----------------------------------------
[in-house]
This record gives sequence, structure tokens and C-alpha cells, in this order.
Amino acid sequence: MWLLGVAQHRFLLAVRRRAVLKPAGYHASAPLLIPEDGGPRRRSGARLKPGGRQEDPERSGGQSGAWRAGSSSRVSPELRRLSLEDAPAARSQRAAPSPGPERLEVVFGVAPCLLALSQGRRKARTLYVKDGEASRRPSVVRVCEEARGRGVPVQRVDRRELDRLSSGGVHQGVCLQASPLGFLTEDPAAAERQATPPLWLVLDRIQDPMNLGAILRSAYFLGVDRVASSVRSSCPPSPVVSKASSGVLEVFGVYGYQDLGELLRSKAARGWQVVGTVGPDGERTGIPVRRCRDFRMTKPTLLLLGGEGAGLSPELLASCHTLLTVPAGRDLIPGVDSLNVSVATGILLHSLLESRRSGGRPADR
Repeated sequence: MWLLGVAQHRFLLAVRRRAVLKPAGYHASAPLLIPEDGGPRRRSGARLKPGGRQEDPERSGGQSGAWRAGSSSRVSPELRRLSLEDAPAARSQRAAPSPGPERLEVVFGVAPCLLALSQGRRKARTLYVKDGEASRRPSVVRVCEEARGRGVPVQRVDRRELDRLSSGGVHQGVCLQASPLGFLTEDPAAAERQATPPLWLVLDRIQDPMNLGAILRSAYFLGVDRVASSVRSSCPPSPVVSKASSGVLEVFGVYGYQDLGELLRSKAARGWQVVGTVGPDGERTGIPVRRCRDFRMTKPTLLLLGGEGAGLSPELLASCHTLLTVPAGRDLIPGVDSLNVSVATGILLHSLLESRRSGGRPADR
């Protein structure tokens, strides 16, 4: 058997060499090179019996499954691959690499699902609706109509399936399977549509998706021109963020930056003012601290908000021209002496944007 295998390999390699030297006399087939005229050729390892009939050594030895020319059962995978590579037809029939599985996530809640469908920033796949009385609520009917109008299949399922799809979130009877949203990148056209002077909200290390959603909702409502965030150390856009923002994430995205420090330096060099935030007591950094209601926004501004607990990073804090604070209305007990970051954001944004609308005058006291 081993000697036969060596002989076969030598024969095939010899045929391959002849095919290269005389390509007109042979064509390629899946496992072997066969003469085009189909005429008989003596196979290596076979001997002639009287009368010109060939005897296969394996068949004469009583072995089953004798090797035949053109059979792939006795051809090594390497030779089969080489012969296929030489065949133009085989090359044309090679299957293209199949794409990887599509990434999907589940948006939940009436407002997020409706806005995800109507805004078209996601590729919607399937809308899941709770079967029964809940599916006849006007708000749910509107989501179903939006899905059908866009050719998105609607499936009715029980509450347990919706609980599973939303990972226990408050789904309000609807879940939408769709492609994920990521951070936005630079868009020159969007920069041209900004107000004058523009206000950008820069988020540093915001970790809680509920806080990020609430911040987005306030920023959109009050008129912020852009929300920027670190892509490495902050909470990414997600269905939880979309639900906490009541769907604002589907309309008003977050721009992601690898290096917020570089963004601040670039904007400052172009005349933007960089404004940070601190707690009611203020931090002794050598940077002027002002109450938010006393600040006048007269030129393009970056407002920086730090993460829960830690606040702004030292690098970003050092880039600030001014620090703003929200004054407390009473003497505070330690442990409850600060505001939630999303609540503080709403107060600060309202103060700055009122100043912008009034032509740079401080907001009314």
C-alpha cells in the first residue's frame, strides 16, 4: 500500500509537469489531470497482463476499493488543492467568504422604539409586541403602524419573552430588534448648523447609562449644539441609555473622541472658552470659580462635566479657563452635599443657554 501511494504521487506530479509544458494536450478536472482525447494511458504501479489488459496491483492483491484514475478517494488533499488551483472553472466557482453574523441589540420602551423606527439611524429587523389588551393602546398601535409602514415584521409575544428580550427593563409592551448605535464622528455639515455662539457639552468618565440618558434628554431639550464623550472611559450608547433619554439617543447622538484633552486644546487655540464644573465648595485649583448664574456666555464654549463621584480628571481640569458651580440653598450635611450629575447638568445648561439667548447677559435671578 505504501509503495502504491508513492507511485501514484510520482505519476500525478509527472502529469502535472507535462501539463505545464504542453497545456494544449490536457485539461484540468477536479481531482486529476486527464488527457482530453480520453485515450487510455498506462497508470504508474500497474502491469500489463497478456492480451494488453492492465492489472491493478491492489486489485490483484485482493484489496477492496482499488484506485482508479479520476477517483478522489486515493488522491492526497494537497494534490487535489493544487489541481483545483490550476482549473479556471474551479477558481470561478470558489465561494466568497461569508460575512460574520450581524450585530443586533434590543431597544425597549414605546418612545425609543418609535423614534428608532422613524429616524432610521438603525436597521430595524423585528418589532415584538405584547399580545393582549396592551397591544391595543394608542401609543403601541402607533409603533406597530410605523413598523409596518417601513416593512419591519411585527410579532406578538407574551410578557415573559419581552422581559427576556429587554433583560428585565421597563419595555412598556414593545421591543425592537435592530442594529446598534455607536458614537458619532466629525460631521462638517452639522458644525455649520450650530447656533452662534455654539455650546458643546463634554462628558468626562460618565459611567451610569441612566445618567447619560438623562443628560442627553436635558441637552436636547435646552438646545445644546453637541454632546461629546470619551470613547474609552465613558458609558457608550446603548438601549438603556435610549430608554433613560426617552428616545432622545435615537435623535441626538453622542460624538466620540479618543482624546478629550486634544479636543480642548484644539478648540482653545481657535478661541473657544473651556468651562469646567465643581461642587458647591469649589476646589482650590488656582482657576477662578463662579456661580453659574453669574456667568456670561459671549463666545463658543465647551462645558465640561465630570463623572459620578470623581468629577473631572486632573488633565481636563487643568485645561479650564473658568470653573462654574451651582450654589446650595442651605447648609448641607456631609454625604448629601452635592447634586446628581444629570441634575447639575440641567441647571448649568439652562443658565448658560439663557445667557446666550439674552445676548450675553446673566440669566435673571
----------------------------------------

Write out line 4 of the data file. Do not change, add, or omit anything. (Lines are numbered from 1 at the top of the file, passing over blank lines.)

Repeated sequence: MWLLGVAQHRFLLAVRRRAVLKPAGYHASAPLLIPEDGGPRRRSGARLKPGGRQEDPERSGGQSGAWRAGSSSRVSPELRRLSLEDAPAARSQRAAPSPGPERLEVVFGVAPCLLALSQGRRKARTLYVKDGEASRRPSVVRVCEEARGRGVPVQRVDRRELDRLSSGGVHQGVCLQASPLGFLTEDPAAAERQATPPLWLVLDRIQDPMNLGAILRSAYFLGVDRVASSVRSSCPPSPVVSKASSGVLEVFGVYGYQDLGELLRSKAARGWQVVGTVGPDGERTGIPVRRCRDFRMTKPTLLLLGGEGAGLSPELLASCHTLLTVPAGRDLIPGVDSLNVSVATGILLHSLLESRRSGGRPADR